Some time in the last week in March, 1838, a man by the name of  Henry Root

14 June 1813–9 Apr. 1895. Auctioneer, merchant, banker. Born at Clinton, Upper Canada. Son of Henry Ruth and Marie Overholt. Purchased interest in town of De Witt (first called Eldersport), Carroll Co., Missouri, 1837. Sold lots to Latter-day Saints. Moved...

View Full Bio
, who was a large proprietor in the town plat of De Wit[t]

Located on bluffs north of Missouri River, about six miles above mouth of Grand River. Permanently settled, by 1826. Laid out, 1836. First called Elderport; name changed to De Witt, 1837, when town acquired by speculators David Thomas and Henry Root, who ...

More Info
,  on the Missouri river

One of longest rivers in North America, in excess of 3,000 miles. From headwaters in Montana to confluence with Mississippi near Saint Louis, Missouri river drains 580,000 square miles (about one-sixth of continental U.S.). Explored by Lewis and Clark, 1804...

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, arrived at Far West

Originally called Shoal Creek. Located fifty-five miles northeast of Independence. Surveyed 1823; first settled by whites, 1831. Site purchased, 8 Aug. 1836, before Caldwell Co. was organized for Latter-day Saints in Missouri. William W. Phelps and John Whitmer...

More Info
. He was the bearer of a  letter from a Mr. David Thomas

12 May 1797–25 Apr. 1845. Born at Flat Rock District, Bourbon Co., Kentucky. Son of Richard Thomas and Elizabeth Bowles. Married Martha Parker, 17 Mar. 1816. Migrated to Carrollton, Carroll Co., Missouri, 1833. With Henry Root, landowner at De Witt, Carroll...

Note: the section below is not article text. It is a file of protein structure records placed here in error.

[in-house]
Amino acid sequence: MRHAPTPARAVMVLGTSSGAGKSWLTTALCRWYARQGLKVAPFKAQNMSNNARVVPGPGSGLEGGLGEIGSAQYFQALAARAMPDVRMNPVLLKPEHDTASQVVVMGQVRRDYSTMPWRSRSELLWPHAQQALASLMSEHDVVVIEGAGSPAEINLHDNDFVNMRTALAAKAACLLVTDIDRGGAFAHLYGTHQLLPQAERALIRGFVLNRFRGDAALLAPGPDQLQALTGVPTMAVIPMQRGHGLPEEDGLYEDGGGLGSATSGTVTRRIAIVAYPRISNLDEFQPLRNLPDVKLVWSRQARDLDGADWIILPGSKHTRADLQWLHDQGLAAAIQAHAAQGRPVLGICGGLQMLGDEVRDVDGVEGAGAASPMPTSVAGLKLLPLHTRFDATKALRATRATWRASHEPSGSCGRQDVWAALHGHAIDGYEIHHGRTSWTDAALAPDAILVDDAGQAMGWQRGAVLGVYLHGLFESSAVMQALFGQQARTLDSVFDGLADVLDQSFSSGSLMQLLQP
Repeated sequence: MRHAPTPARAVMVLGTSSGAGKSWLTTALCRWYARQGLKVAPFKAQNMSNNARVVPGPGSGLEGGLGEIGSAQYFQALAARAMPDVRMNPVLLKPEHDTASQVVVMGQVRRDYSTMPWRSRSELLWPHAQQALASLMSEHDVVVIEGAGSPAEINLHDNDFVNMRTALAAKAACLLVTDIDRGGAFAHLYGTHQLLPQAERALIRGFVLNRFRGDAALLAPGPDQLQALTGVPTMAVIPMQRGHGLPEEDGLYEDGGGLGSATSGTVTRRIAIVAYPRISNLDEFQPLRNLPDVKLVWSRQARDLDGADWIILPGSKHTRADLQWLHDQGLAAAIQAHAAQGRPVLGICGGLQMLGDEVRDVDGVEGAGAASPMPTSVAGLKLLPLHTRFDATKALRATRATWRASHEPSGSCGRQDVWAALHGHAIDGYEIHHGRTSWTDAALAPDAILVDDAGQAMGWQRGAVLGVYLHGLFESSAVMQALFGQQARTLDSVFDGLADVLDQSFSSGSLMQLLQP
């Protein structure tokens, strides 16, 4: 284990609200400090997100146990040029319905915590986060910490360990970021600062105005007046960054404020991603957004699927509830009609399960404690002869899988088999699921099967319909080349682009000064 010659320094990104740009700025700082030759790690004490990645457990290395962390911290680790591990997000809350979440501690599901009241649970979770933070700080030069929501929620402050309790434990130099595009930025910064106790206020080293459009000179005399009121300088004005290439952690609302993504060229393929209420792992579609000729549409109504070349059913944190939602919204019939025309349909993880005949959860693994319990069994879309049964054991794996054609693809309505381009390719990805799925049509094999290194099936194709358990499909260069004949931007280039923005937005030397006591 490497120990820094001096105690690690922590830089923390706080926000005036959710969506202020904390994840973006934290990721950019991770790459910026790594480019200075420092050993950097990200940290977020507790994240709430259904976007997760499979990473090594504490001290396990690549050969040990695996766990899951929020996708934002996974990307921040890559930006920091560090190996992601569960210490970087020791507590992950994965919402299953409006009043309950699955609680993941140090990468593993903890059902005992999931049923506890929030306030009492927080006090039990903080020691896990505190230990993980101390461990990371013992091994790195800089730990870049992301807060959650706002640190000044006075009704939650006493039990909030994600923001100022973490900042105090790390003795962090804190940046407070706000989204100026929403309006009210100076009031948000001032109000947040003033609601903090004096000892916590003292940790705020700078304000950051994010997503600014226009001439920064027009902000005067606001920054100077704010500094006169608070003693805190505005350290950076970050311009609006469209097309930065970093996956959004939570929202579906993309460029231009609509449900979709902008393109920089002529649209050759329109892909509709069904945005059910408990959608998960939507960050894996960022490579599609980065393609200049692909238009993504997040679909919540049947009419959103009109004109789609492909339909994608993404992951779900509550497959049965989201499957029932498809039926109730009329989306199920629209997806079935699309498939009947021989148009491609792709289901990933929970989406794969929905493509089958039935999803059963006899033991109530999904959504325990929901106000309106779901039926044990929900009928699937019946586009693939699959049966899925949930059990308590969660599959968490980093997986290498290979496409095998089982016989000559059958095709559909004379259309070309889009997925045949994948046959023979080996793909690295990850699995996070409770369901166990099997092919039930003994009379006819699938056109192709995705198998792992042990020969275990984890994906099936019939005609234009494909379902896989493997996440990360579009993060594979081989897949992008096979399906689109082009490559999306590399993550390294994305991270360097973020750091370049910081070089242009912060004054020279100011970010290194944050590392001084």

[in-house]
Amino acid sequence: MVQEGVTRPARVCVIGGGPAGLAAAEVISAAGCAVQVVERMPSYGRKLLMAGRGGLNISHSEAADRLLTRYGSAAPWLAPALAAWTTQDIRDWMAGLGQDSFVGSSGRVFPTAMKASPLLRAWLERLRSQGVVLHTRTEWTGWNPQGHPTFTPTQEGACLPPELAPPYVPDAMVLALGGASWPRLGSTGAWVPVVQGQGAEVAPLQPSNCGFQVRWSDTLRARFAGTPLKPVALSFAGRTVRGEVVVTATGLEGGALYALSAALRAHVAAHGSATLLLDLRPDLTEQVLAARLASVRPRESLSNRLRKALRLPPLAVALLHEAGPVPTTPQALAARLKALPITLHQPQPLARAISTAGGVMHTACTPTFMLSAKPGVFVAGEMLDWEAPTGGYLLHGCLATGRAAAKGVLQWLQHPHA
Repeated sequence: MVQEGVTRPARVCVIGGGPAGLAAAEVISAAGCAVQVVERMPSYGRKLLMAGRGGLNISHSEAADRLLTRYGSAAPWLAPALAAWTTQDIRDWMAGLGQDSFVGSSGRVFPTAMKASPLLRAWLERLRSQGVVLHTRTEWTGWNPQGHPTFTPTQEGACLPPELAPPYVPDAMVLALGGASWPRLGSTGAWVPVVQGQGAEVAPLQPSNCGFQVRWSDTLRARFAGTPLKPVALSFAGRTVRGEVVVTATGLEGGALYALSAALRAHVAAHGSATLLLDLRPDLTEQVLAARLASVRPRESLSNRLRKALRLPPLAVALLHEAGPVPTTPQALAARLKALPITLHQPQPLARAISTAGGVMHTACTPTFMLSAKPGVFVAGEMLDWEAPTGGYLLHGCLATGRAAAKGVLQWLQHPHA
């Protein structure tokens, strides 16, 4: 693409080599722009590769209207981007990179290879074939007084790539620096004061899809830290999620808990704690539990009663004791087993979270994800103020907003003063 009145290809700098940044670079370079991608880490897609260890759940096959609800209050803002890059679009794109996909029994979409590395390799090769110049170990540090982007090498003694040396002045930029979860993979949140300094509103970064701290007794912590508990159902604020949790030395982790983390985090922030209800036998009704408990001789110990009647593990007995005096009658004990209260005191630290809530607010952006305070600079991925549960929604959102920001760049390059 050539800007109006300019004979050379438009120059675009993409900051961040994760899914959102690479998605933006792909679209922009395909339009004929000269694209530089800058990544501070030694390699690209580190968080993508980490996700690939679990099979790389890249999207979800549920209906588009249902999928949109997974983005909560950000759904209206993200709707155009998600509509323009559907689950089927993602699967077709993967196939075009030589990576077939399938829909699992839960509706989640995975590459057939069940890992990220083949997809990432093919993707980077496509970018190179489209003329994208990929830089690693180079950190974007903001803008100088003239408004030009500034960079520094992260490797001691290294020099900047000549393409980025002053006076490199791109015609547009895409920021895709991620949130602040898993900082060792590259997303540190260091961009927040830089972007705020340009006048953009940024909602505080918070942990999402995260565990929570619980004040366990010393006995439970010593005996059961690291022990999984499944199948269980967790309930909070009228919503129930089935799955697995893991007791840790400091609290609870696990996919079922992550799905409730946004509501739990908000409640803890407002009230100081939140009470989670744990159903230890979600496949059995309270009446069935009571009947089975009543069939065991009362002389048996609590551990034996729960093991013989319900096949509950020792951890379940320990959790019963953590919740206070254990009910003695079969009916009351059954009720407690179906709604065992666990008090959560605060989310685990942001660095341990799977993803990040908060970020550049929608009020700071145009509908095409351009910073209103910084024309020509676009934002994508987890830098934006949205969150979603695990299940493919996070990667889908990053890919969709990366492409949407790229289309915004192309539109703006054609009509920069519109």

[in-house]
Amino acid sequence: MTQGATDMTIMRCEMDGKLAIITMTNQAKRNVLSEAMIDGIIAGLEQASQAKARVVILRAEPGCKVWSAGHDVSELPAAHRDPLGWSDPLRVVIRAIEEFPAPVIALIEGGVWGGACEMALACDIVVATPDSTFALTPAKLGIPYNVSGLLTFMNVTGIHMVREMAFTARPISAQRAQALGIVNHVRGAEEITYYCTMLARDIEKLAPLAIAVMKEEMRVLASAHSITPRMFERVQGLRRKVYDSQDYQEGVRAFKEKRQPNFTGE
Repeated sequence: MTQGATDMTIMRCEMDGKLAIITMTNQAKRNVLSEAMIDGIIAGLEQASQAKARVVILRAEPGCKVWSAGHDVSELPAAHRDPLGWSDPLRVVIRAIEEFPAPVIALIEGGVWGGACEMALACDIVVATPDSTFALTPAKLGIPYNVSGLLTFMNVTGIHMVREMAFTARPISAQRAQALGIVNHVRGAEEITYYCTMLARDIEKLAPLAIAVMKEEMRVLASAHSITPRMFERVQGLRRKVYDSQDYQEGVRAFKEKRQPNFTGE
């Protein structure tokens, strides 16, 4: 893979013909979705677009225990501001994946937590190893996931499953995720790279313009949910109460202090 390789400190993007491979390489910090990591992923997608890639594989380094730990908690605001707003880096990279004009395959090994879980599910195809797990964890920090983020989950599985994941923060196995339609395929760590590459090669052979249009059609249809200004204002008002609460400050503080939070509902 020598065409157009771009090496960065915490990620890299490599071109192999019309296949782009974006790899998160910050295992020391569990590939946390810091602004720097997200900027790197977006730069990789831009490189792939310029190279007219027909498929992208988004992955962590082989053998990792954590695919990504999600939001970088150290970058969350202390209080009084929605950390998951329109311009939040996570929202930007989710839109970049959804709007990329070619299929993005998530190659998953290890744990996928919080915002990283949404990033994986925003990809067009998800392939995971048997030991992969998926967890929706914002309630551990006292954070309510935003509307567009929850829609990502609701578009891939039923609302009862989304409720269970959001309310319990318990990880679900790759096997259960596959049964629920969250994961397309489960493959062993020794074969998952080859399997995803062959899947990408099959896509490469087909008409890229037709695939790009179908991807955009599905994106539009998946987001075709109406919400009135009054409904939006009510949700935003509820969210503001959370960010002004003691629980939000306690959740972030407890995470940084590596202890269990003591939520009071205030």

View Full Bio
, who had been a merchant in Carroll ton, the county seat of Carroll county, but at the time he wrote this  letter was living within a few miles of De Wit

Located on bluffs north of Missouri River, about six miles above mouth of Grand River. Permanently settled, by 1826. Laid out, 1836. First called Elderport; name changed to De Witt, 1837, when town acquired by speculators David Thomas and Henry Root, who ...

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, having purchased a  large tract of land at that place, say some fourteen hundred acres. [p. 27]
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Sidney Rigdon

19 Feb. 1793–14 July 1876. Tanner, farmer, minister. Born at St. Clair, Allegheny Co., Pennsylvania. Son of William Rigdon and Nancy Gallaher. Joined United Baptists, ca. 1818. Preached at Warren, Trumbull Co., Ohio, and vicinity, 1819–1821. Married Phebe...

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, An Appeal to the American People: Being an Account of the Persecutions of the Church of Latter Day Saints; and of the Barbarities Inflicted on Them by the Inhabitants of the State of Missouri, second edition; i-vi, 7–60 pp.; Cincinnati, OH: Shepard and Stearns, 1840. The copy used herein is held at CHL.